When superannuation schemes were first developed, actuaries prepared calculations by which contributors could be assured that at all times and in all circumstances even if the employer went out of business, those who had contributed to the fund would receive the pensions for which they had contributed. That would apply to the Commonwealth officers' superannuation scheme, if it was a private undertaking, but as governments go on in perpetuity, I believe that the correct method of investigating the soundness or otherwise of the scheme is what is known as the assessment method. I cannot see what good purpose accrues to civil servants by building up a bigger and bigger reserve which will never in any circumstances be used.

A reserve is necessary, of course, but I believe that the time has arrived when the board members of a fund which has a reserve of £44,000,000 should say to members, " We will now pay a retirement allowance which is equal to, but does not exceed, the annual contributions received by the fund ". In other words, the reserve remains static and a retirement pension higher than the present pension is allowed. That would be a tremendous benefit, not only to civil servants, but also to the Government.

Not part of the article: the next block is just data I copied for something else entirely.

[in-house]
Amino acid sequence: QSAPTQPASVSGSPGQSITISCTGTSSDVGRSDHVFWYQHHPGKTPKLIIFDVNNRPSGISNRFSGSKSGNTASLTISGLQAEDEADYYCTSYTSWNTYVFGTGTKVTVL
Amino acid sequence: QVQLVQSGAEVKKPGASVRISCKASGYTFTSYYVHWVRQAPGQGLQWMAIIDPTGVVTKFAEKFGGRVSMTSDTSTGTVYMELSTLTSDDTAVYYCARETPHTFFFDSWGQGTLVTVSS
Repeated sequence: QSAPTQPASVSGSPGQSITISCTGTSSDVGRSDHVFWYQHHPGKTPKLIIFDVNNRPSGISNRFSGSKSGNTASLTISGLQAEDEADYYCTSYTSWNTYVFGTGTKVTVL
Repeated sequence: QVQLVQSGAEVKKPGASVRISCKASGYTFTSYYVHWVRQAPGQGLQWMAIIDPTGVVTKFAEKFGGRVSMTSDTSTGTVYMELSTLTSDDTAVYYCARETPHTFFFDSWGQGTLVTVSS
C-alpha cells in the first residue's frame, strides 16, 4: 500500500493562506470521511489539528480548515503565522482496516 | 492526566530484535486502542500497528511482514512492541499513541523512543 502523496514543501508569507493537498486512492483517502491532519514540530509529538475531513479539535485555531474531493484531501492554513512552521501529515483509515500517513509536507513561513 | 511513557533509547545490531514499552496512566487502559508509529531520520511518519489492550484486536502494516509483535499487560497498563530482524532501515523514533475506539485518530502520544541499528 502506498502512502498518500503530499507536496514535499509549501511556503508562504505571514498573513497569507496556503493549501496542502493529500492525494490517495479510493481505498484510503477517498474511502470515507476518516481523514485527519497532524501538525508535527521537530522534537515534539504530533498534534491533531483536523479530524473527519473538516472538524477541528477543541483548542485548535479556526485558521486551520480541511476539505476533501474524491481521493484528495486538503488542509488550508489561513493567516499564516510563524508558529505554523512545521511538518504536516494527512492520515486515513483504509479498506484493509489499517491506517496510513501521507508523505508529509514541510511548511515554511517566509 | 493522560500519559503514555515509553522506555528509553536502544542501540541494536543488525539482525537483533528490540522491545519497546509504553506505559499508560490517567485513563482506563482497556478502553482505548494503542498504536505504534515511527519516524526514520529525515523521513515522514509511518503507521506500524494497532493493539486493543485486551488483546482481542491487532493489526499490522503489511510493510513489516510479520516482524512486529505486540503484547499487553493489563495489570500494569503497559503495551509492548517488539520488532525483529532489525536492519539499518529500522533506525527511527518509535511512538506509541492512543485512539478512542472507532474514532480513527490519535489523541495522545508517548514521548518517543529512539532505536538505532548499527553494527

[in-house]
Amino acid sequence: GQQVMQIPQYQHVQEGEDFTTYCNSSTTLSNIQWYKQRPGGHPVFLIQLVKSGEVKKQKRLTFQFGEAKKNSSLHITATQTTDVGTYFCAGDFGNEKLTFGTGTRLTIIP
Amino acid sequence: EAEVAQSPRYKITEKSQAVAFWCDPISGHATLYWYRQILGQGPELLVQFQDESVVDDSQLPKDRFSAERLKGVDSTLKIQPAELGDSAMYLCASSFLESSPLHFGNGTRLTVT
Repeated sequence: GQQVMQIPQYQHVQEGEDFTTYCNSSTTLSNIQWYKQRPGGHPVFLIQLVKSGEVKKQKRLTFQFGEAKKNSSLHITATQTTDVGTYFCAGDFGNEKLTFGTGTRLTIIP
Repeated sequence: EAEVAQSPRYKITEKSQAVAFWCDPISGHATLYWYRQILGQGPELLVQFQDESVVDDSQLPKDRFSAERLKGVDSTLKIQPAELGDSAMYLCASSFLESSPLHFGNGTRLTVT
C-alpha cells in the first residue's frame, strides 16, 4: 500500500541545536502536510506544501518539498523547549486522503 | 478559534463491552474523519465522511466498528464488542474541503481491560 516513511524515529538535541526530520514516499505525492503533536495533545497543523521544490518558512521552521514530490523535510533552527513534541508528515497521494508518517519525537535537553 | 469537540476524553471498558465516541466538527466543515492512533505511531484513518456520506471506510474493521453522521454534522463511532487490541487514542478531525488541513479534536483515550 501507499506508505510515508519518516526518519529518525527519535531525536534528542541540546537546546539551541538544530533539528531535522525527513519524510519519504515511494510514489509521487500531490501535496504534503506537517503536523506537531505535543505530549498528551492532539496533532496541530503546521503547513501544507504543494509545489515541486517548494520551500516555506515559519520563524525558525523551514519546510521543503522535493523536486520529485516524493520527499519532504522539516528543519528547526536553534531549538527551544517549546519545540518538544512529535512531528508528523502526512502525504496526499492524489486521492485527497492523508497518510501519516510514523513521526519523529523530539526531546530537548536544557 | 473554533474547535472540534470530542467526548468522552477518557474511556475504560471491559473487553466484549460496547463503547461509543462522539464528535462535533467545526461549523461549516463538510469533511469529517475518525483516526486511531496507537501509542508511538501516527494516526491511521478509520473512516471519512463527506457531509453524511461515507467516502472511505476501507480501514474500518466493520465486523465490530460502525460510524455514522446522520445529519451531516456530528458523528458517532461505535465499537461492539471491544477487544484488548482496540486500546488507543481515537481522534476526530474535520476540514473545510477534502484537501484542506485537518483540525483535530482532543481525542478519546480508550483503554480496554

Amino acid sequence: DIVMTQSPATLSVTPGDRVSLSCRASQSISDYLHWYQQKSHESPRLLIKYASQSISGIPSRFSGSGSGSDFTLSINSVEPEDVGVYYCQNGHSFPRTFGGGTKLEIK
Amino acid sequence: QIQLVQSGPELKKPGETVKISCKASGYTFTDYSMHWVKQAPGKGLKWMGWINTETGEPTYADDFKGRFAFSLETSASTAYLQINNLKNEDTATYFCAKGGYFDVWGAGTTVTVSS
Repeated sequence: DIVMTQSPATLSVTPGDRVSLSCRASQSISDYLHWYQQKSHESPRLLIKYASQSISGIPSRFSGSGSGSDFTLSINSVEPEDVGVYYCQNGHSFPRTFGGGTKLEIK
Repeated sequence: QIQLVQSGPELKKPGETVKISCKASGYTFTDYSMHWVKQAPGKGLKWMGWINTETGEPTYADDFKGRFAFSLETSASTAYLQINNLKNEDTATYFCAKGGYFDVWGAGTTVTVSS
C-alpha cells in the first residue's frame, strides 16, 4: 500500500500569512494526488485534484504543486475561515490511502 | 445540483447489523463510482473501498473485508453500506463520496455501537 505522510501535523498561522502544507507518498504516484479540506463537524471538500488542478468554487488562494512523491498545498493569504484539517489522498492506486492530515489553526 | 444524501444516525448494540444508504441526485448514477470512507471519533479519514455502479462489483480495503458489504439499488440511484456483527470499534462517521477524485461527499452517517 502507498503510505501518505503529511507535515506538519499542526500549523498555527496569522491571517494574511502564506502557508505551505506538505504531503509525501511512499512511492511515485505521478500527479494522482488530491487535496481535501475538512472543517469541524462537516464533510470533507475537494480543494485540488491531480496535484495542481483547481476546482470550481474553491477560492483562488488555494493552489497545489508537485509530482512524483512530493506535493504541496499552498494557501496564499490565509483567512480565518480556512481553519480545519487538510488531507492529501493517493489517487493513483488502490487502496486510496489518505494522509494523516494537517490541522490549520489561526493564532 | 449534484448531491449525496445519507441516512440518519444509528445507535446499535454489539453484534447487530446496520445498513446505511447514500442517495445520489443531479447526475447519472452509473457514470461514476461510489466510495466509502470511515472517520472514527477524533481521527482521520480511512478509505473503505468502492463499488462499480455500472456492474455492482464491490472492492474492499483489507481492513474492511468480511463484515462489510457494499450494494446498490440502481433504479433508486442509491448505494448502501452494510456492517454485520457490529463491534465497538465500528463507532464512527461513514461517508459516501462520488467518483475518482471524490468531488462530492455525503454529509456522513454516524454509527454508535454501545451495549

At the present time, the superannuation pension is not high enough for a large number of civil servants. Consequently, in addition to their superannuation, they have to apply for an age pension, subject to the means test. Their income is partly age pension and partly superannuation. If they are provided with adequate superannuation, and I suggest that this fund is able to do that, the National Welfare Fund would be relieved of the necessity to pay a certain amount of money. That money could be paid to cases of real hardship which exist as a result of the operation of the means test and the present rate of pension. From the stand-point of the civil servants and the Government, the time has arrived when we should find out whether we can increase the rate of superannuation without in any way jeopardizing the security and soundness of the fund.